I wish mine could have been lovely natural childbirths. I know, some of you are all set to tell me the myriad ways I *could* have…
🍃🍂🌸🌾The key is to just relax… and do what your body was made to do. 🌾🌸🍂🍃
Yeah, well, my body was made to create linebackers with German blockheads with zero foresight or consideration as to what the plan would then be to get them OUT.
I’m no childbirth expert but I am a self-taught worst-case scenario expert. And MY guess is that, realistically/genetically speaking, when your chances are higher of having babies that are shaped more like tadpoles/wrecking balls than teeny-headed snakes, your odds of having ‘earth mother all-natural/no complications’ deliveries with no ‘aftermath’ to stitch up are going to be slim to none.
My head is bigger than my husband’s – I have only my own gene pool to blame.
And so, from my own experience, here we have my Top Ten Phrases From My Pregnancies and Childbirths.
1. October 1997 – Had an ultrasound with Jacob to try to figure out a due date for him – they measured a leg bone, spine, & skull & averaged the numbers out.
Ultrasound tech: “Femur – 23 weeks. Spine – 24 weeks. Head – 27 weeks. Average that out… Baby is about 25 weeks along, then.”
Me: “OR, Baby is 24 weeks along & has a HUGE head!”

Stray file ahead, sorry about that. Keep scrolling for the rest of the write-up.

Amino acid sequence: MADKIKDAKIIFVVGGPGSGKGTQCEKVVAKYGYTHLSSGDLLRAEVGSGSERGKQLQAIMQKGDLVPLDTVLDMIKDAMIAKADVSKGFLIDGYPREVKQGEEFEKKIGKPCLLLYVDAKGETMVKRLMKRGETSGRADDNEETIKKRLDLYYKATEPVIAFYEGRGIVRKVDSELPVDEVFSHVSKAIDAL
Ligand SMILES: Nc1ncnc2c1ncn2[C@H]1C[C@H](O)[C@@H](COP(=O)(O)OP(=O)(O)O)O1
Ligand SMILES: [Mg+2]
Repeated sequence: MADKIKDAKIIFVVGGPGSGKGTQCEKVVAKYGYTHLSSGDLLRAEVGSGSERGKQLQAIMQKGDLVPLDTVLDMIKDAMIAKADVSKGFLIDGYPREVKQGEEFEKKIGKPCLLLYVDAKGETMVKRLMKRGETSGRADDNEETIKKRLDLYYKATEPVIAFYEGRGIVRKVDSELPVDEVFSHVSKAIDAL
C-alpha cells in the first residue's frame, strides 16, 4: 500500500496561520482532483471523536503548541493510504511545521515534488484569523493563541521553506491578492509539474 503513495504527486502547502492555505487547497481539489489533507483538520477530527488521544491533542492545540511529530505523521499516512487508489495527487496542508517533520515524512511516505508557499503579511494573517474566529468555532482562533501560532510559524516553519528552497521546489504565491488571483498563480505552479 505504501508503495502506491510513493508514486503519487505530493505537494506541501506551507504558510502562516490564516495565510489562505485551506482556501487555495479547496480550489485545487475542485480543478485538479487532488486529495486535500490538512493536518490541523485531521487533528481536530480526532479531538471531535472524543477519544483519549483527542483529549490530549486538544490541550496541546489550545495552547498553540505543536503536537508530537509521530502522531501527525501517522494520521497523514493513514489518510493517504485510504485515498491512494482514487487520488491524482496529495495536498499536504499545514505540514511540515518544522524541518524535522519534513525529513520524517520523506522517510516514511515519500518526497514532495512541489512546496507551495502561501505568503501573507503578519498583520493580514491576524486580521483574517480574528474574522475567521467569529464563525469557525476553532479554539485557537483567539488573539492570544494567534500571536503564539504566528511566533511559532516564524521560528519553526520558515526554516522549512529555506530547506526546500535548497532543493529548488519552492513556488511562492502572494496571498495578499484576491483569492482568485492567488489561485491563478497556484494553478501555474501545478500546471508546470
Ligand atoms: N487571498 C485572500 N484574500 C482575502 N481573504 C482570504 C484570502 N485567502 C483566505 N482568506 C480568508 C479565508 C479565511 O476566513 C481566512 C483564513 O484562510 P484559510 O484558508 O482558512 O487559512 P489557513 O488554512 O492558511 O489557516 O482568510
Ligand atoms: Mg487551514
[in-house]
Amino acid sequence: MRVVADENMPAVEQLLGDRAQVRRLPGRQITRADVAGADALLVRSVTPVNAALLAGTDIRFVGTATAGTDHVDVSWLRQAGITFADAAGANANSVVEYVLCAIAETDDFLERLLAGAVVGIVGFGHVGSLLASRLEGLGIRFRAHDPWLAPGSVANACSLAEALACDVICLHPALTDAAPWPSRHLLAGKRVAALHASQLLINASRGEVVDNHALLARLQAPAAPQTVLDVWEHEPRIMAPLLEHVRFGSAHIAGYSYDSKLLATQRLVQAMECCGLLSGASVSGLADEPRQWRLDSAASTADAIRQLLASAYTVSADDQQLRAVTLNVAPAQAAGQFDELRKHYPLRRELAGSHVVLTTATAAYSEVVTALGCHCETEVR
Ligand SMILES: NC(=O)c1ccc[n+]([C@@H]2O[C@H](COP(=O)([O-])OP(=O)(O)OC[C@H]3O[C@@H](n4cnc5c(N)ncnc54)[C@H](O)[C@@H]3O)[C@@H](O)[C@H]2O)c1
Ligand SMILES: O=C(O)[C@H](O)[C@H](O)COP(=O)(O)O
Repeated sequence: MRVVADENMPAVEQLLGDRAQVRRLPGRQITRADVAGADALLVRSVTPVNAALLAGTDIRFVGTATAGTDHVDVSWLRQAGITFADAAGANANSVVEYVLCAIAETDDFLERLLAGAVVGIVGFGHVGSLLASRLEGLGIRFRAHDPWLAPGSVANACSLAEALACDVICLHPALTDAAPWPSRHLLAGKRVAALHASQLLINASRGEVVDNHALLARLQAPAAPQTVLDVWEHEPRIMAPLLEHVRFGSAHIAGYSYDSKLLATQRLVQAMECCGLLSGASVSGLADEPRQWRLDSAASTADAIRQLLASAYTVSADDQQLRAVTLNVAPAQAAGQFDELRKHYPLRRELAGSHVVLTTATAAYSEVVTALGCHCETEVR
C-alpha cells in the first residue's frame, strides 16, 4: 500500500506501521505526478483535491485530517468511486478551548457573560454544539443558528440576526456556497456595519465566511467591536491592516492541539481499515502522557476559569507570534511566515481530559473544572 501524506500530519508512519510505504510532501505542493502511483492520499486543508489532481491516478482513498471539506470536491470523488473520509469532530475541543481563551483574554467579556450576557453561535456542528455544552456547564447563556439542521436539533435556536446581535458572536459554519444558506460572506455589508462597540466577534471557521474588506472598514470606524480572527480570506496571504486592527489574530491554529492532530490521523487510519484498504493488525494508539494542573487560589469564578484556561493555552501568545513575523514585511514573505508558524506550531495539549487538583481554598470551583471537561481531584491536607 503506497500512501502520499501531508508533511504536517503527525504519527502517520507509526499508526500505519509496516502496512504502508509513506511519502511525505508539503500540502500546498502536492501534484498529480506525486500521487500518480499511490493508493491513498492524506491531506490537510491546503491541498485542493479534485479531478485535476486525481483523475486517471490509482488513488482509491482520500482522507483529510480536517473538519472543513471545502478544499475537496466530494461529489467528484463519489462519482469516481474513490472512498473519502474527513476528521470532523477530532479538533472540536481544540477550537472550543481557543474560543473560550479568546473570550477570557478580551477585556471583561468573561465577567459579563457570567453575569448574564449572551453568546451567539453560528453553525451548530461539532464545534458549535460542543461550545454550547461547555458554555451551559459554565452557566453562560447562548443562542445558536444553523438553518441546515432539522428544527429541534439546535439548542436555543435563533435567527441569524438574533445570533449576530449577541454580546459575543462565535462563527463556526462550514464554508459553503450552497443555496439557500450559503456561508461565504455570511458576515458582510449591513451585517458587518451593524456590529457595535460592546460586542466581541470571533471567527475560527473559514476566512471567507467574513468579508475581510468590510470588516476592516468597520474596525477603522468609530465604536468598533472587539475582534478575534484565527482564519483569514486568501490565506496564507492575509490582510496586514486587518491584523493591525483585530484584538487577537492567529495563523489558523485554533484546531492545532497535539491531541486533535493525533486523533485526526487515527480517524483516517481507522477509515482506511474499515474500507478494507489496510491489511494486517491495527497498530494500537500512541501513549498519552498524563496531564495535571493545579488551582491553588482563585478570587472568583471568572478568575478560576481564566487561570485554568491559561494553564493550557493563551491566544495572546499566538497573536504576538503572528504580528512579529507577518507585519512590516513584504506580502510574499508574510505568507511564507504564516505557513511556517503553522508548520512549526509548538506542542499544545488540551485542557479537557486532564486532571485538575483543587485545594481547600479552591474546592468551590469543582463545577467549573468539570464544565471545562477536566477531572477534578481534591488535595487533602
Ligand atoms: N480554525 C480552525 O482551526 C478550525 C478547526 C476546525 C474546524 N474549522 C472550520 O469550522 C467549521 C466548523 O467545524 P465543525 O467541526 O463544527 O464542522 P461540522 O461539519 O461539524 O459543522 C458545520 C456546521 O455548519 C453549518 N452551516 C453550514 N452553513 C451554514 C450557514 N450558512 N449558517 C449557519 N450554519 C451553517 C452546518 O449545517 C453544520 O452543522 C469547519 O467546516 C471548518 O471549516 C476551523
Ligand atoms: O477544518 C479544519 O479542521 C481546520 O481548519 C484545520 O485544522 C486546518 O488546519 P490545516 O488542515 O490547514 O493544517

(I was not even 21 years old yet and already my worst-case perception skills were sharp)
2. Heard this phrase TWICE: both times I got to the pushing stage with both of my ‘natural’ (suction cup thingy, forceps, umpteen IVs, scalpels & stitches. You know, ‘natural’) childbirths –
One nurse to another:
“I don’t understand it. Her labor is progressing along nicely, & now it seems to have… stopped. She’s a good pusher, it’s just… The baby seems… stuck somehow.”
If you are baffled, as well, see Phrase #1.
3. February 2004 – Doctor C was a couple of hours late for my prenatal appointment because she was busy delivering some other jerk’s baby. This appointment was coincidentally on my DUE DATE with Hannah (‘natural’ childbirth #2) which made the entire day just that much more offensive.
“Oh, I just delivered a 9-pound baby, you’ll be fine. We’ll wait another week to induce you.”
4. One week later, on-call surgeon:
“Oh my goodness, you are ALL baby!”